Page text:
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Why Are My Cat’s Eyes Dilated? 5 Vet-Reviewed Reasons & What To Do

Havana Brown cat
Image Credit: slowmotiongli, Shutterstock
Last Updated on November 16, 2023 by Genevieve Dugal

Vet approved

	Dr. Lauren Demos (DVM) Photo

Reviewed & Fact-Checked By

Dr. Lauren Demos (DVM)


The information is current and up-to-date in accordance with the latest veterinarian research.

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If you’re a cat owner, you’ve probably noticed that your fur baby’s eyes sometimes get really wide and dilated, like those of Puss in Boots from the “Shrek” movies. While those big kitten eyes (a.k.a. dilated pupils) are normal in most situations, they can sometimes indicate a serious medical condition.

So, how do you know whether your cat’s dilated eyes are normal or not? Read on to learn more about the typical reasons behind dilated pupils in cats and when it might be necessary to seek veterinary attention.

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The 5 Reasons Why Your Cat’s Eyes are Dilated

1.  Excitement & Stimulation

Cats’ pupils tend to dilate when they experience excitement or stimulation, such as during playtime. For example, when felines play and pounce, their pupils will dilate to let in more light, similar to what would occur in a genuine hunting scenario. This is the typical cause of dilated pupils in cats that enjoy hunting imaginary prey around the home. If your cat’s eyes become dilated during mealtime or when they’re anticipating their favorite treat, that’s also a natural response.

However, if your cat is frightened, angry, or surprised by something, their pupils may suddenly dilate. But don’t worry; they will eventually return to their normal shape once the intense emotion has subsided.

american shorthair cat playing
Image Credit: MTS_Photo, Shutterstock

2.  Low-Light Conditions

Cats have the unique ability to see in low-light conditions. Their pupils naturally dilate in dimly lit areas, enabling more light to enter the eyes. This is why your feline’s eyes will appear wider in the dark. This dilation of the pupils is completely normal and helps the cat see better in the dark.

In total darkness, cats can’t see anything—just like us mere humans! But even a tiny source of light, like a candle or moonlight, will help them find their way in the dark. Being able to expand and reduce the amount of light entering their eyes is vital for our feline companions. Otherwise, they would not be the formidable nocturnal hunters that they are.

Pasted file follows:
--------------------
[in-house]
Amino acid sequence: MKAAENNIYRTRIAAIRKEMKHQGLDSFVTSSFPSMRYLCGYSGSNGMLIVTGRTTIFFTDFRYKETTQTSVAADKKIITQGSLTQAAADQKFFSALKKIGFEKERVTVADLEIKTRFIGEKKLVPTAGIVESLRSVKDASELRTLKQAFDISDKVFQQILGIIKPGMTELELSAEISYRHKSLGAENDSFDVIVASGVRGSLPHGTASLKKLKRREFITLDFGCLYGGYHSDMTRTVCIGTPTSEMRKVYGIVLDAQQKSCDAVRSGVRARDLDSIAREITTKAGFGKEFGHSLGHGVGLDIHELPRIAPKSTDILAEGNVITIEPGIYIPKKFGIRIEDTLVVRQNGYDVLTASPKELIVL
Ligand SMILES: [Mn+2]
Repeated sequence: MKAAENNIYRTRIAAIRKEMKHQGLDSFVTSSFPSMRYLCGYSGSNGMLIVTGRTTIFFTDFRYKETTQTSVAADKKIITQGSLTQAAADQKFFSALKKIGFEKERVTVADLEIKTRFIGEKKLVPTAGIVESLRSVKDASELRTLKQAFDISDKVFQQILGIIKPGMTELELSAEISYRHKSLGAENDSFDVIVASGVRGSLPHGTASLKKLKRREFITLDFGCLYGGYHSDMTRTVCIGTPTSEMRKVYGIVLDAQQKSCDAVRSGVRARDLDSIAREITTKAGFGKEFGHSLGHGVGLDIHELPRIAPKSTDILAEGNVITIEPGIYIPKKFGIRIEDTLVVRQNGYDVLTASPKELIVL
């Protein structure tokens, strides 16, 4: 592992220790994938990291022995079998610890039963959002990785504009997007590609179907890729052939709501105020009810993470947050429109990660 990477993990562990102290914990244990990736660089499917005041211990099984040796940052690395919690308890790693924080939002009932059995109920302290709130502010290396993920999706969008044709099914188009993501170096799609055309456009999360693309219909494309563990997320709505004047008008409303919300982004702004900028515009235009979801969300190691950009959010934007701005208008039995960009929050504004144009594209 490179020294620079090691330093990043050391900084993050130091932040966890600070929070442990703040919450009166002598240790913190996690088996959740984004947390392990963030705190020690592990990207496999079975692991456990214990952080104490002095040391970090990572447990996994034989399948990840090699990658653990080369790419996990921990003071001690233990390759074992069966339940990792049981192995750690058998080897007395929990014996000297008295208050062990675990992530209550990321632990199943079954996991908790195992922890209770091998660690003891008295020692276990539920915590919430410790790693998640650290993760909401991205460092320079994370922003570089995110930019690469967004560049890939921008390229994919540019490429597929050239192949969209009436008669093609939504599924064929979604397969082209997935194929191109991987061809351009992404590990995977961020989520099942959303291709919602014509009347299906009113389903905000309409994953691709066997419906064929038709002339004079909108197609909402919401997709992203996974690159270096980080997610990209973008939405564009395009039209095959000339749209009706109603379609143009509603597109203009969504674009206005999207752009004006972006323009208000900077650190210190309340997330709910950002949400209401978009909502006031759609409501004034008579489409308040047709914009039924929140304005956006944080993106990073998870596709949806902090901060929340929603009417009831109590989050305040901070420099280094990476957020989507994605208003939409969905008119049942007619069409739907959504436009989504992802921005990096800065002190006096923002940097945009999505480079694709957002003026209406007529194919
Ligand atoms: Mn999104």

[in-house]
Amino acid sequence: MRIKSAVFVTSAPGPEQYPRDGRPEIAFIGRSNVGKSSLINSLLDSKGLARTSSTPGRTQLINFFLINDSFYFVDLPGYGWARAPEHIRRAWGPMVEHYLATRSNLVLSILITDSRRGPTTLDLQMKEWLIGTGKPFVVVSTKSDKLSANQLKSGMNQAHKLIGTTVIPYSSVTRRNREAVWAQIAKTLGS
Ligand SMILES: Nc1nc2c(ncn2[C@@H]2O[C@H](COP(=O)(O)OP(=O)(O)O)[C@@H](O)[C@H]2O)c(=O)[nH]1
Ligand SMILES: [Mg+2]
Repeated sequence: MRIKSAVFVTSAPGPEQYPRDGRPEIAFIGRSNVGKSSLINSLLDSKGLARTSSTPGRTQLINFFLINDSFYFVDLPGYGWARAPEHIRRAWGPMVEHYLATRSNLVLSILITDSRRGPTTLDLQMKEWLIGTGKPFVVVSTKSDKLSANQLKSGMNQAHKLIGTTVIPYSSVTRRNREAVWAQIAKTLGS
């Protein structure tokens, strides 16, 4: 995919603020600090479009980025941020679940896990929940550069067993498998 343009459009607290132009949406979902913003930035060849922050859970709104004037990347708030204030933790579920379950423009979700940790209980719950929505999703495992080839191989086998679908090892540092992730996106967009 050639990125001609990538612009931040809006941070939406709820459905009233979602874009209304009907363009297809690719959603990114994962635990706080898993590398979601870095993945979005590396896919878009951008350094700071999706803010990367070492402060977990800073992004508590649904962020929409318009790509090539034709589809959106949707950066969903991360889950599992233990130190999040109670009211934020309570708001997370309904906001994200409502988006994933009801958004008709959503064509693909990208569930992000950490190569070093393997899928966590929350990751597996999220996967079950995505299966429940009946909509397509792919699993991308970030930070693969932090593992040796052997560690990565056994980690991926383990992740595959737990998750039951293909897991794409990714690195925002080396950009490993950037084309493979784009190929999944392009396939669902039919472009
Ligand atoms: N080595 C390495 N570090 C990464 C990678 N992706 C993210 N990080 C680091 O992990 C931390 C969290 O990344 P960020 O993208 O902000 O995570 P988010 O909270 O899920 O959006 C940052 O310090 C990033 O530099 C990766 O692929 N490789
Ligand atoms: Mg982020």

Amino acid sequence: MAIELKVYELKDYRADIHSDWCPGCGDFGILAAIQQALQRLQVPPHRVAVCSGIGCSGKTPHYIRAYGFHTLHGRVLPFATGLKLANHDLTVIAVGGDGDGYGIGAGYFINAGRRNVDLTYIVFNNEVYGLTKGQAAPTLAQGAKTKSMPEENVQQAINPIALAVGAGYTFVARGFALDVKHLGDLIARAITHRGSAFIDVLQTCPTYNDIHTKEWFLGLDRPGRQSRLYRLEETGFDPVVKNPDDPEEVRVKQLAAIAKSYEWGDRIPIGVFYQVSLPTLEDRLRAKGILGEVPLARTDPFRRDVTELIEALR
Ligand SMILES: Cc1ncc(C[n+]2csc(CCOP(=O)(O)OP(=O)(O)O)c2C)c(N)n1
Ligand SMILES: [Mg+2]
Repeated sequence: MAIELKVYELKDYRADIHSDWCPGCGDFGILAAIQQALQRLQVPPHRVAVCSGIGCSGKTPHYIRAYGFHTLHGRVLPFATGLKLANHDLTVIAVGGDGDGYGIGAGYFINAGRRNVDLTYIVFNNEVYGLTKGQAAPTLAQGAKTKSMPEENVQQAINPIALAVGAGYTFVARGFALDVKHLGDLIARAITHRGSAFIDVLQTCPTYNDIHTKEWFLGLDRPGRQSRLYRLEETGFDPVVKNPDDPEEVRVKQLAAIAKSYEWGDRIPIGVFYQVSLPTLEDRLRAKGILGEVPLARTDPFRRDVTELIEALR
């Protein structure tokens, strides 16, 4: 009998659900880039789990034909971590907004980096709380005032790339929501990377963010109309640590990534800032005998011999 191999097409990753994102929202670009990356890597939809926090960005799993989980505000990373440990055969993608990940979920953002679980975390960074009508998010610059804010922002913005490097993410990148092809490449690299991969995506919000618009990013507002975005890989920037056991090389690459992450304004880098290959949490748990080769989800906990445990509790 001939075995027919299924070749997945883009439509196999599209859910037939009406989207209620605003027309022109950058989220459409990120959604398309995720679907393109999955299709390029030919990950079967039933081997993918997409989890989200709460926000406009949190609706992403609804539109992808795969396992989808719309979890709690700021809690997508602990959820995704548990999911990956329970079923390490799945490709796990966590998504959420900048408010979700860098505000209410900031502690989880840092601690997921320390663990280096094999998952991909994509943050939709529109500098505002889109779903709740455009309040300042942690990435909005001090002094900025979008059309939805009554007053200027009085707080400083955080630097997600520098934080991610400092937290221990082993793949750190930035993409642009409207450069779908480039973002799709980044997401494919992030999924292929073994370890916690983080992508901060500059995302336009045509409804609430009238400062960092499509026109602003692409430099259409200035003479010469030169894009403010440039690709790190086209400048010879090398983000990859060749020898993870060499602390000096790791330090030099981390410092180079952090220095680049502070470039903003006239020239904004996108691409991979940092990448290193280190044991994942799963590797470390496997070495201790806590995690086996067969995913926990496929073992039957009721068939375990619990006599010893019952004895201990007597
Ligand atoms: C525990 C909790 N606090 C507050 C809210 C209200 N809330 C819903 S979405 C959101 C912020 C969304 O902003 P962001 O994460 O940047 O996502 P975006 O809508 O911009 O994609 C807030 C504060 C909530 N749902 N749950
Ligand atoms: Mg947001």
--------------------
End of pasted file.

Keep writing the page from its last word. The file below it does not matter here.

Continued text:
3.  Fear or Anxiety

When a cat becomes frightened or anxious, their pupils may dilate as a part of their natural “fight or flight” response. But if your cat’s pupils dilate only briefly after being startled, there is usually no need to worry. However, if your cat’s eyes are frequently dilated, it may be wise to consult a veterinarian to ensure that there are no underlying health or behavioral concerns.

Black cat in fear and aggression
Image Credit: NZ3, Shutterstock

4.  Pain

Dilated pupils in cats can often be a sign of pain, even if the discomfort is mild. It’s important to keep an eye out for other indications of pain, such as aggression or hiding, and promptly take your feline to see a vet if you suspect that they’re in distress.

5.  Medical Conditions

It’s not normal for your cat to have permanently dilated eyes. Health conditions that can cause your cat’s pupils to constantly be dilated include feline dysautonomia (also known as Key-Gaskell syndrome) and hypertension. Your cat may show other clinical signs, such as weight loss or gain, sudden loss of appetite, excessive thirst, difficulty urinating, vomiting, diarrhea, etc.

Dilated pupils can also be caused by poisoning from toxic plants, medication, or venomous animal bites.

Also, you should be aware that if your cat has unevenly sized pupils (one is dilated and the other is not), this could be a sign of a serious medical issue. Conditions such as retinal disease, cancer, skull injury, glaucoma, or neurological disease may be the underlying cause. Therefore, it’s crucial to take your cat to a veterinary clinic immediately if you observe this condition (called anisocoria).

vet checking a white cat's face
Image Credit: MakeStory Studio, Shutterstock


What to Do If You’re Worried About Your Cat’s Dilated Eyes

Unless your cat is displaying serious signs of illness or injury, or the dialation is prolonged, it’s more likely that their dilated pupils are caused by excitement, playfulness, low lighting conditions, or temporary fear.

Indeed, it’s normal and healthy for your feline’s eyes to change and dilate throughout the day.

That said, if you suspect that your cat’s dilated eyes are a result of a health problem, it’s best to contact your veterinary team without delay.

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A cat’s pupils will change depending on the lighting and their mood. If you catch your fur baby staring at you with big, dilated eyes, it’s usually a sign that something has caught their attention. However, if you notice that their pupils are consistently and excessively dilated, it’s important to seek advice from a veterinarian to ensure that your cat is healthy.

Featured Image Credit: slowmotiongli, Shutterstock

About the Author

Genevieve Dugal
Genevieve Dugal
Genevieve is a biologist and science writer. Her deep love for exotic animals has taken her worldwide to work and volunteer for several wildlife rehabilitation centers in Central and South America, Australia, and Canada. Genevieve is a Canadian expat who now lives in Argentina, where she wakes up every morning to horses and cows saying hello. She is the proud mom of three rescued dogs, Lemmy, Nala, and Pochi, and a frisky kitten, Furiosa.

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